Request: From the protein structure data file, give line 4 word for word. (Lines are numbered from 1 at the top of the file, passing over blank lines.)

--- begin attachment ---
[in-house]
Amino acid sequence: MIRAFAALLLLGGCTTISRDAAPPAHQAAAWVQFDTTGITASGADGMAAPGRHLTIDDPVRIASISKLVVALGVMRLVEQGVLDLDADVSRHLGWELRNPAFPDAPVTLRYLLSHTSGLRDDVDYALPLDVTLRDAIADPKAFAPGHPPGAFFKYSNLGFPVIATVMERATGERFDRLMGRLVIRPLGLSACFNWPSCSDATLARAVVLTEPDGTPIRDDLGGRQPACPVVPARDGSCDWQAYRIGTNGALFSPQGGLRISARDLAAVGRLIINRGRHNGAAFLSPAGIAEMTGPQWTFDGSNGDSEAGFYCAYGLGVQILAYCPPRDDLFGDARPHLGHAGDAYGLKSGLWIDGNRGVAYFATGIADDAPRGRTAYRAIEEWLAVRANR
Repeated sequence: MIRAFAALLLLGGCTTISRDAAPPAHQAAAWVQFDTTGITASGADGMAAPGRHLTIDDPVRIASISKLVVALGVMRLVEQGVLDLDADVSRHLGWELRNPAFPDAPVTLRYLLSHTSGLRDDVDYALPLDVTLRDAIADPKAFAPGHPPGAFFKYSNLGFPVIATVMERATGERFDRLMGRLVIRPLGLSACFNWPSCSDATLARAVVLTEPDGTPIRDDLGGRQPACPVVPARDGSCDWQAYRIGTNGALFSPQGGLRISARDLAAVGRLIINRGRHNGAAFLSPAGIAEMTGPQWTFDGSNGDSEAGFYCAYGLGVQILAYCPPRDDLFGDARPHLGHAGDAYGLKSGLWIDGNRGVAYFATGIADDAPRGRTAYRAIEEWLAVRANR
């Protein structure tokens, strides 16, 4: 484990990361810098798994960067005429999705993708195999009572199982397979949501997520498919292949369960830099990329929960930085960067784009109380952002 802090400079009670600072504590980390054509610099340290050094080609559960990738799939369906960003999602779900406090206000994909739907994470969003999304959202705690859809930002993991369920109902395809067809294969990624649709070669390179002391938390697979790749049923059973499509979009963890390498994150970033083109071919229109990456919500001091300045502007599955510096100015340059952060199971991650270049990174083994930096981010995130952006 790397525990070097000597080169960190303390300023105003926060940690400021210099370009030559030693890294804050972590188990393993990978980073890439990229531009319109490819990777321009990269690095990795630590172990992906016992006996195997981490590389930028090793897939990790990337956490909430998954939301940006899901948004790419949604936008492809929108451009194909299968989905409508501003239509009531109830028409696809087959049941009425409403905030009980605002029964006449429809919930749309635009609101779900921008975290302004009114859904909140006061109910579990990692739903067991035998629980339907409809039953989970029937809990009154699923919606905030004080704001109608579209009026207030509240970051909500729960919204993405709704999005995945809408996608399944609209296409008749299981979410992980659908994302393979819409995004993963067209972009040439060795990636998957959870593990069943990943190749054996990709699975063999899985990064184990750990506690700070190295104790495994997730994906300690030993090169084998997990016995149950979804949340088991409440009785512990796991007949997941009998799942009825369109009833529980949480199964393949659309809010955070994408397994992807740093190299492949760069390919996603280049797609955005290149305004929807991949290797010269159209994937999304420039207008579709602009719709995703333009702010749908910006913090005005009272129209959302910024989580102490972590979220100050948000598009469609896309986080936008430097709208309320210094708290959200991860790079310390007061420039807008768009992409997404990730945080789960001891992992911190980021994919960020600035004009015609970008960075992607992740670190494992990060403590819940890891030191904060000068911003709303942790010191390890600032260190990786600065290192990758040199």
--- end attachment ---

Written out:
């Protein structure tokens, strides 16, 4: 484990990361810098798994960067005429999705993708195999009572199982397979949501997520498919292949369960830099990329929960930085960067784009109380952002 802090400079009670600072504590980390054509610099340290050094080609559960990738799939369906960003999602779900406090206000994909739907994470969003999304959202705690859809930002993991369920109902395809067809294969990624649709070669390179002391938390697979790749049923059973499509979009963890390498994150970033083109071919229109990456919500001091300045502007599955510096100015340059952060199971991650270049990174083994930096981010995130952006 790397525990070097000597080169960190303390300023105003926060940690400021210099370009030559030693890294804050972590188990393993990978980073890439990229531009319109490819990777321009990269690095990795630590172990992906016992006996195997981490590389930028090793897939990790990337956490909430998954939301940006899901948004790419949604936008492809929108451009194909299968989905409508501003239509009531109830028409696809087959049941009425409403905030009980605002029964006449429809919930749309635009609101779900921008975290302004009114859904909140006061109910579990990692739903067991035998629980339907409809039953989970029937809990009154699923919606905030004080704001109608579209009026207030509240970051909500729960919204993405709704999005995945809408996608399944609209296409008749299981979410992980659908994302393979819409995004993963067209972009040439060795990636998957959870593990069943990943190749054996990709699975063999899985990064184990750990506690700070190295104790495994997730994906300690030993090169084998997990016995149950979804949340088991409440009785512990796991007949997941009998799942009825369109009833529980949480199964393949659309809010955070994408397994992807740093190299492949760069390919996603280049797609955005290149305004929807991949290797010269159209994937999304420039207008579709602009719709995703333009702010749908910006913090005005009272129209959302910024989580102490972590979220100050948000598009469609896309986080936008430097709208309320210094708290959200991860790079310390007061420039807008768009992409997404990730945080789960001891992992911190980021994919960020600035004009015609970008960075992607992740670190494992990060403590819940890891030191904060000068911003709303942790010191390890600032260190990786600065290192990758040199």